“Tree Drawings” von Tim Knowles. “A series of drawings produced using drawing implements attached to the tips of tree branches, the wind’s effects on the tree, recorded on paper. Like signatures each drawing reveals the different qualities and characteristics of each tree.”
Depending on how much time you spend on the Internet, you might be familiar with the rap group Die Antwoord, a South African group which calls itself alternately “next level rap-rave” and “Zef rap” and whose members sport some preposterous haircuts. Die Antwoord, or “The Answer,” as their name translates to English, has left many stymied. Why, exactly? Because, despite how ridiculous they seem, they’re actually pretty damn good.
Die Antwoord are just one of many pop culture phenomena that have recently complicated our understanding of irony. With a proud “who cares?” attitude, recent trends in pop culture—like Tao Lin’s literature and last fall’s The Bad Lieutenant: Port of Call New Orleans—make it difficult to separate irony from sincerity.
Historically, this makes sense. Irony, so long a tool of the underground, is often tied closely to authenticity. An “authentic” person—someone who earned this title through certain signifiers (keffiyehs, tight jeans, etc.)—doing something decidedly “inauthentic” (listening to N*Sync) made for the best sort of late-90s/early-00s irony. In general, pop culture in the 1990s was pretty awful—resulting from attempts to make good products through big budgets, but without the soul that made first-wave pop so appealing (compare Michael Jackson’s Thriller to HIStory). In this climate, authenticity mattered. In the 00s, though, the underground unironically fell in love with a certain former N*Sync member and the mainstream learned who Wes Anderson was. Authenticity has gone by the wayside, and overt irony with it.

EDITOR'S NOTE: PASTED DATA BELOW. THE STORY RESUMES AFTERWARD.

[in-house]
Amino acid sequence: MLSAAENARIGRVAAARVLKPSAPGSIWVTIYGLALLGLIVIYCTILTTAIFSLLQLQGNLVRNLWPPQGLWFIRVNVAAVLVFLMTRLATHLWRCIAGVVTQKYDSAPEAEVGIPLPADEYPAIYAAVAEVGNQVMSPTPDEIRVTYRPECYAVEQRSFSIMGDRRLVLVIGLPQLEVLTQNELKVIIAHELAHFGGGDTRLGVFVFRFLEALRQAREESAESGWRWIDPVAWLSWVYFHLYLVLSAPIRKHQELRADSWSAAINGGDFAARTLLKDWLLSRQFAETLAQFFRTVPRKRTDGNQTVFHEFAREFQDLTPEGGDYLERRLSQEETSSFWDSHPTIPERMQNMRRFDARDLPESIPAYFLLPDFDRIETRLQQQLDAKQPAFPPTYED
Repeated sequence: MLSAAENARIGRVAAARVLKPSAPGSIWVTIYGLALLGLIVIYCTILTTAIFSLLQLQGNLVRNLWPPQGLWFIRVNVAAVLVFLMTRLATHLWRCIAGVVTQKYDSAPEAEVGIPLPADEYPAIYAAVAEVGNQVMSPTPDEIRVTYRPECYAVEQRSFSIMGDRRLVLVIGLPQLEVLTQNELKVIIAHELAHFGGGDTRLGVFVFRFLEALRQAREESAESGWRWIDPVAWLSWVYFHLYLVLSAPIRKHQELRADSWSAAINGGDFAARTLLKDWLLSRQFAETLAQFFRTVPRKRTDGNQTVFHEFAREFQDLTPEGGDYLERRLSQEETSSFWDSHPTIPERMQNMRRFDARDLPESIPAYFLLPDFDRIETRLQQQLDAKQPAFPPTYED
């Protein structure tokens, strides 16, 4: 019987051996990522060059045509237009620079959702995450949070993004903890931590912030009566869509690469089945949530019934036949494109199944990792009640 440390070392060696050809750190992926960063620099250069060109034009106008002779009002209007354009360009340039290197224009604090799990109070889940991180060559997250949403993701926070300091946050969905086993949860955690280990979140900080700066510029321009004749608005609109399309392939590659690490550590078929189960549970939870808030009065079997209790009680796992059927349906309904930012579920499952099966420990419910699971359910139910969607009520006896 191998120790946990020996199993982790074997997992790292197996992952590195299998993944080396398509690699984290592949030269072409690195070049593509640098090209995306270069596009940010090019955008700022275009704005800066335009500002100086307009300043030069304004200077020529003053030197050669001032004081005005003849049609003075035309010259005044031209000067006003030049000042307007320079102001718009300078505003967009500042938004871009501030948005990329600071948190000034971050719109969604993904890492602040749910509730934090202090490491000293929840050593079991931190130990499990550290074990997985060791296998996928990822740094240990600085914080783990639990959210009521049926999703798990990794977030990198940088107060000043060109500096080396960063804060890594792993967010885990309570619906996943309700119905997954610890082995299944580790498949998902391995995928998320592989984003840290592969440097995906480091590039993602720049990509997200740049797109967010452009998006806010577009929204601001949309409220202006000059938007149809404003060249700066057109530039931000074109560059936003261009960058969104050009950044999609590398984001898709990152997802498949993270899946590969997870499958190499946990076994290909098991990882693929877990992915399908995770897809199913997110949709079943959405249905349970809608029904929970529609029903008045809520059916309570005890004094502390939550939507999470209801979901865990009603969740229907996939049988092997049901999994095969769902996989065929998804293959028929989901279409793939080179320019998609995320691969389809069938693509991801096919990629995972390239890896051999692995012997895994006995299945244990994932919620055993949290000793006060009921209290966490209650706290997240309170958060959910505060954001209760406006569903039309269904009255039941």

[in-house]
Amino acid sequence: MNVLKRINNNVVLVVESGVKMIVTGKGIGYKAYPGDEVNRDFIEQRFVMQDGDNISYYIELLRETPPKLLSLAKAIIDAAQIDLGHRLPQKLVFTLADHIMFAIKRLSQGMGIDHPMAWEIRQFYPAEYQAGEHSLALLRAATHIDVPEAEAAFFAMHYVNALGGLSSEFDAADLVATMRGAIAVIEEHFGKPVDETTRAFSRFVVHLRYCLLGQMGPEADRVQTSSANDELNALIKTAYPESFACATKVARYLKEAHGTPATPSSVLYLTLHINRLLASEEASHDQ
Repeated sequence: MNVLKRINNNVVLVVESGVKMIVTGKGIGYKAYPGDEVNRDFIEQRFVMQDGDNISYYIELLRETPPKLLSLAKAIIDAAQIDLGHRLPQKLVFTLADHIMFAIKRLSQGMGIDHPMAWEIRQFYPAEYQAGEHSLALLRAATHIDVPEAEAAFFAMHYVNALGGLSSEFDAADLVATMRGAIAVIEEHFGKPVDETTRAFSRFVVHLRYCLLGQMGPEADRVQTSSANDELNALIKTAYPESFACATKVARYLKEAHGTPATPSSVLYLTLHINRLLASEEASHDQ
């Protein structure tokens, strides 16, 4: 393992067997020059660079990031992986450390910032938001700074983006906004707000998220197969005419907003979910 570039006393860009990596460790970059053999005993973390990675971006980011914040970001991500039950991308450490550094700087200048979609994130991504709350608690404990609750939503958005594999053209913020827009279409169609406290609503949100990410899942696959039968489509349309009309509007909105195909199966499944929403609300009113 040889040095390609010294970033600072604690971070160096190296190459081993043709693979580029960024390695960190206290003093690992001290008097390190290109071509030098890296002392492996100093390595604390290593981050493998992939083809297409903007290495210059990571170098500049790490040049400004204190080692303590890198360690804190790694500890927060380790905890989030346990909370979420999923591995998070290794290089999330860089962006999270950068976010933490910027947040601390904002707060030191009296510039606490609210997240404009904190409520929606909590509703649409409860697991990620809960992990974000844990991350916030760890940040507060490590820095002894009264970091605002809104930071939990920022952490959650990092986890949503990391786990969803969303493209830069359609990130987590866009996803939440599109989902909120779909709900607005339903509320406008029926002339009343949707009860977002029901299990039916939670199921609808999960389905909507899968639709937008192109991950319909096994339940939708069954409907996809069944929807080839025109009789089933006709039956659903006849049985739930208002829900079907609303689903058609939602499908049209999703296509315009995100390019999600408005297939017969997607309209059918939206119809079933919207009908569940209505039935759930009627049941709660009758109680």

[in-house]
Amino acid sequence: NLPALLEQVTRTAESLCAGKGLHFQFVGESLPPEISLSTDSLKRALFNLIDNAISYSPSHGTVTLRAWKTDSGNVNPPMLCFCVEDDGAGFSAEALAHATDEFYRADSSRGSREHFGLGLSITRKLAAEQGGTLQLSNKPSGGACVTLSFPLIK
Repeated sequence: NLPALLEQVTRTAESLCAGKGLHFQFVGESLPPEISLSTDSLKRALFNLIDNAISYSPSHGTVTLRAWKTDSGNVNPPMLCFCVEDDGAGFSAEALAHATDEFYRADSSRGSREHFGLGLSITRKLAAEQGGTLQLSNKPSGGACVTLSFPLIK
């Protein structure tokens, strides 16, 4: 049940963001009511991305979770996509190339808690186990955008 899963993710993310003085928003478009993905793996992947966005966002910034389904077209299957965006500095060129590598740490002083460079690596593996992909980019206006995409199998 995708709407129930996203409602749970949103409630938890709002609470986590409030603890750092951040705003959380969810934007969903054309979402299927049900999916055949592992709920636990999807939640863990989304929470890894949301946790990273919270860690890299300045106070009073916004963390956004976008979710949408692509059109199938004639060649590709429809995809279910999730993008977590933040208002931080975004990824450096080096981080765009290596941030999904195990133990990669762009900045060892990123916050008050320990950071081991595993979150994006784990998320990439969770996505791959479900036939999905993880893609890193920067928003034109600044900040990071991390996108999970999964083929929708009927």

Synopsis: From Terrence Malick, the acclaimed director of such classic films as Badlands, Days of Heaven and The Thin Red Line, The Tree of Life is the impressionistic story of a Midwestern family in the 1950’s. The film follows the life journey of the eldest son, Jack, through the innocence of childhood to his disillusioned adult years as he tries to reconcile a complicated relationship with his father (Brad Pitt). Jack (played as an adult by Sean Penn) finds himself a lost soul in the modern world, seeking answers to the origins and meaning of life while questioning the existence of faith. Through Malick’s signature imagery, we see how both brute nature and spiritual grace shape not only our lives as individuals and families, but all life.